Will NATO engage with Russia’s security demands? | NATO News

Brussels, Belgium – Foreign policy experts have waited predictably over the past week, as US and NATO officials met with their Russian counterparts to discuss avoiding the crisis over Ukraine.

Three high-stakes meetings have been held in European cities, described as crucial to geopolitics, following last month’s talks between US President Joe Biden and his Russian counterpart Vladimir Putin.

At Wednesday’s NATO-Russia Council meeting, which took place after more than two years in Brussels, officials spoke of the importance of dialogue for disarmament and missile deployment.

But NATO Secretary-General Jens Stoltenberg told reporters at a press conference: “There are big differences between NATO allies and Russia on these issues. It will not be easy to overcome our differences.”

Despite massing troops on its border with Ukraine, Moscow rejects allegations from Kiev and Western powers that it is planning an invasion. Instead, the Kremlin blames NATO for undermining the region’s security, and has sent a list of security demands to Washington — most of which have already been described as “uninitiated.”

Essentially, Russia wants NATO and its allies to prevent Ukraine and the former Soviet Union from joining the alliance.

It also called on NATO to reduce its activities in Eastern Europe.

Fabrice Potheer, chief strategy officer at the global policy group Rasmussen, named after its founder, former NATO chief Anders Fogh Rasmussen, said negotiating with the Kremlin has always been a challenge to the alliance.

“It is very difficult for NATO to do anything that does not protect its interests and values, starting with the territorial integrity of its allies,” he told Al Jazeera.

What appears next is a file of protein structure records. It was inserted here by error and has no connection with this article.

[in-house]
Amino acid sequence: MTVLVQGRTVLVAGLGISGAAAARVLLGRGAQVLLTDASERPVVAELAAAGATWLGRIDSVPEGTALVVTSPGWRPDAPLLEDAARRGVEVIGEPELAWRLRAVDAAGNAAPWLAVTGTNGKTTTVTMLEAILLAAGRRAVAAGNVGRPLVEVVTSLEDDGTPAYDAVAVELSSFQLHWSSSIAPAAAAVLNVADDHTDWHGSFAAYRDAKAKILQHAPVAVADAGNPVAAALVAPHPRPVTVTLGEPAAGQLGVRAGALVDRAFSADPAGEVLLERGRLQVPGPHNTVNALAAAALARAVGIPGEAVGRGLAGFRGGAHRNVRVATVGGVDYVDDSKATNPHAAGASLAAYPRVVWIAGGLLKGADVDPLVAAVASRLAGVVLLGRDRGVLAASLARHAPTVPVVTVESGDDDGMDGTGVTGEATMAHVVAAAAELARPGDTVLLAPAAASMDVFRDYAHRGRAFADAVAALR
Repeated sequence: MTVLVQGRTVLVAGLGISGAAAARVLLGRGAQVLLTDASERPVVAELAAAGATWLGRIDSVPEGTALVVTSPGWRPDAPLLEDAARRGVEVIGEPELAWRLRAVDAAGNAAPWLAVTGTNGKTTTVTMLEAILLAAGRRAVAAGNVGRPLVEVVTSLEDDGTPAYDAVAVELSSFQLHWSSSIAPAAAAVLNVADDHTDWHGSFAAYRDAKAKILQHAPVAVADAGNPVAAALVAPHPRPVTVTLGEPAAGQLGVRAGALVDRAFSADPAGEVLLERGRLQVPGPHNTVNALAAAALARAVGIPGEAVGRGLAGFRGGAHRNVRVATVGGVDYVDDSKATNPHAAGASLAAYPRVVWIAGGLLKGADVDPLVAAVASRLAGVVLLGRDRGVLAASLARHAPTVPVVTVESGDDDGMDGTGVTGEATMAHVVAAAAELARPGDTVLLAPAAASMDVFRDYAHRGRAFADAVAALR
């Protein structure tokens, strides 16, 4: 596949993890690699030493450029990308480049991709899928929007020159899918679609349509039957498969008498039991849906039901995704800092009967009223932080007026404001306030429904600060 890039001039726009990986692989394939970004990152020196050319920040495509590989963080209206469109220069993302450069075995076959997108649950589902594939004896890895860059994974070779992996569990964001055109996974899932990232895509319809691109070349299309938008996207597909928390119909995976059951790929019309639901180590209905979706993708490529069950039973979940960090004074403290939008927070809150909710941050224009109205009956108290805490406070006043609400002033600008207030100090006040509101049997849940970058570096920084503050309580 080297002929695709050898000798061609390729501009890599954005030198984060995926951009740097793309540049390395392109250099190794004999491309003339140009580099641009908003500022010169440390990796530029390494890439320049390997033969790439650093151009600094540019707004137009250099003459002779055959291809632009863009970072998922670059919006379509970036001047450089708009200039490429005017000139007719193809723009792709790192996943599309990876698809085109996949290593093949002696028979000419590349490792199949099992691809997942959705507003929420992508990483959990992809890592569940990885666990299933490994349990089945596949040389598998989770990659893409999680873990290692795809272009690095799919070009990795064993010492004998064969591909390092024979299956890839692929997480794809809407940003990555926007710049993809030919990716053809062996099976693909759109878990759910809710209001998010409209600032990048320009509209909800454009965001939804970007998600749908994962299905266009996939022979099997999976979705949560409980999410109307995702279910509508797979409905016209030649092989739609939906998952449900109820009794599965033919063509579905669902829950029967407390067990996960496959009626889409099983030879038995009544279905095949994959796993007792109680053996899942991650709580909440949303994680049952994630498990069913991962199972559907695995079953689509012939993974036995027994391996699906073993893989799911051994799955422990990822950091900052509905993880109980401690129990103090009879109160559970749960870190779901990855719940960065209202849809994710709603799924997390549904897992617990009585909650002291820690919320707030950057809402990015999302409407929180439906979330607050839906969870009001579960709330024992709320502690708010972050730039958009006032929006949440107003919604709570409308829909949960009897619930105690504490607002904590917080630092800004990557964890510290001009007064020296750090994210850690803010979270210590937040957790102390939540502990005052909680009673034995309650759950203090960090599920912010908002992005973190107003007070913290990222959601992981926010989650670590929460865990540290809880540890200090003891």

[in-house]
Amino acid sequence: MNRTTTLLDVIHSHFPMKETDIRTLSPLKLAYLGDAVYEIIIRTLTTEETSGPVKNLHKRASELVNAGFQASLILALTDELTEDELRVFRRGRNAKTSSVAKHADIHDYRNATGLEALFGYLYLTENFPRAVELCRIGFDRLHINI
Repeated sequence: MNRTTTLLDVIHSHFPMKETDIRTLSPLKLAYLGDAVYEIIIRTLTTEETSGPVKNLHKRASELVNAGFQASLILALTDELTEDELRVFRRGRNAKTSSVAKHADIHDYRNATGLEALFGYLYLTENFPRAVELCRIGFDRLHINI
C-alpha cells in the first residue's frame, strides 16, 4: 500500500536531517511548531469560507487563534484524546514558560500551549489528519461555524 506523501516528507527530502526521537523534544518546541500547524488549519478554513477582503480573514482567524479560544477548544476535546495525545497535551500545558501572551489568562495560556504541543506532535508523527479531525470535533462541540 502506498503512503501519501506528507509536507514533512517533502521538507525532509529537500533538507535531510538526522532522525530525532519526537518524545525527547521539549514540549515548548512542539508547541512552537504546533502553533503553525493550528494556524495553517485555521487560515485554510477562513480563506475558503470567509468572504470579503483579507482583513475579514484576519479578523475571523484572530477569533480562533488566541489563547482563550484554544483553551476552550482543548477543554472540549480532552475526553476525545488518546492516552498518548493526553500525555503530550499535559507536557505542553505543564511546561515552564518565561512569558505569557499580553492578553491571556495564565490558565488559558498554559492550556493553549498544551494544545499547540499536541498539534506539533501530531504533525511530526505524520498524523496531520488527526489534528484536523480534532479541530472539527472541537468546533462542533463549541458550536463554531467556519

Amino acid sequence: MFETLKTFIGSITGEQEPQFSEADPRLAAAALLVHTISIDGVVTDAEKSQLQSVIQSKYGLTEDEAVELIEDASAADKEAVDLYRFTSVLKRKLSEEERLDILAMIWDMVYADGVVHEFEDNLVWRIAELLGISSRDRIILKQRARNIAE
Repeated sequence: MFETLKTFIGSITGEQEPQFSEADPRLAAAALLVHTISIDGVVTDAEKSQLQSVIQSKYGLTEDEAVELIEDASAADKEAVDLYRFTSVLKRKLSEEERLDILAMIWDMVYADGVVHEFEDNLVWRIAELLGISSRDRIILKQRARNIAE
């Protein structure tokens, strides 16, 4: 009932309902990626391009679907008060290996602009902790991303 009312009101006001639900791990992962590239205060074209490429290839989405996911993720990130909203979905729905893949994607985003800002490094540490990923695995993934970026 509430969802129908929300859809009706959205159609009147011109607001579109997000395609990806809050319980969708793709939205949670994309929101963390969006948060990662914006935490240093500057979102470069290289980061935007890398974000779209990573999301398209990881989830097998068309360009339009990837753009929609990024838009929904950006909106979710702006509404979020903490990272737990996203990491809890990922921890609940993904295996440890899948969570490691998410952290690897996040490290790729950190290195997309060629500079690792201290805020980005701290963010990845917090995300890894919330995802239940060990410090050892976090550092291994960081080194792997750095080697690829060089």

“NATO can compromise on transparency, how its allies inform each other about military exercises, and about the placement of certain sensitive weapons systems along borders. But after that, NATO will never budge.”

The Western-led push for diplomacy intensified after nearly 100,000 Russian troops were spotted along the Ukraine-Russia border at the end of last year.

In addition to the NATO event in Brussels, US and Russian officials discussed the crisis on Monday in Geneva and the week ended in Vienna, with a meeting of the Organization for Security and Cooperation in Europe (OSCE), the world’s largest security body. .

After the NATO-Russia Council meeting, US Deputy Secretary of State Wendy Sherman bemoaned that “there is no commitment to de-escalation.”

She added that Russia may not be ready yet on how to proceed.

But Russian Deputy Foreign Minister Alexander Grushko said Moscow had made it clear to NATO members that the situation had become “unbearable for Russia”.

At a press conference in Brussels, Grushko condemned NATO’s expansion in Eastern European countries.

Expansion does not solve the security problem. Expansion only moves the dividing lines and does not remove them.

On Friday, Russian Foreign Minister Sergei Lavrov also adopted a tough tone, saying he had run out of patience and that NATO and the United States should respond to his demand within days.

Oleg Ignatov, senior Russia analyst at the International Crisis Group, said Washington and the West cannot find common ground with Russia because they do not understand the logic behind the Russian proposals.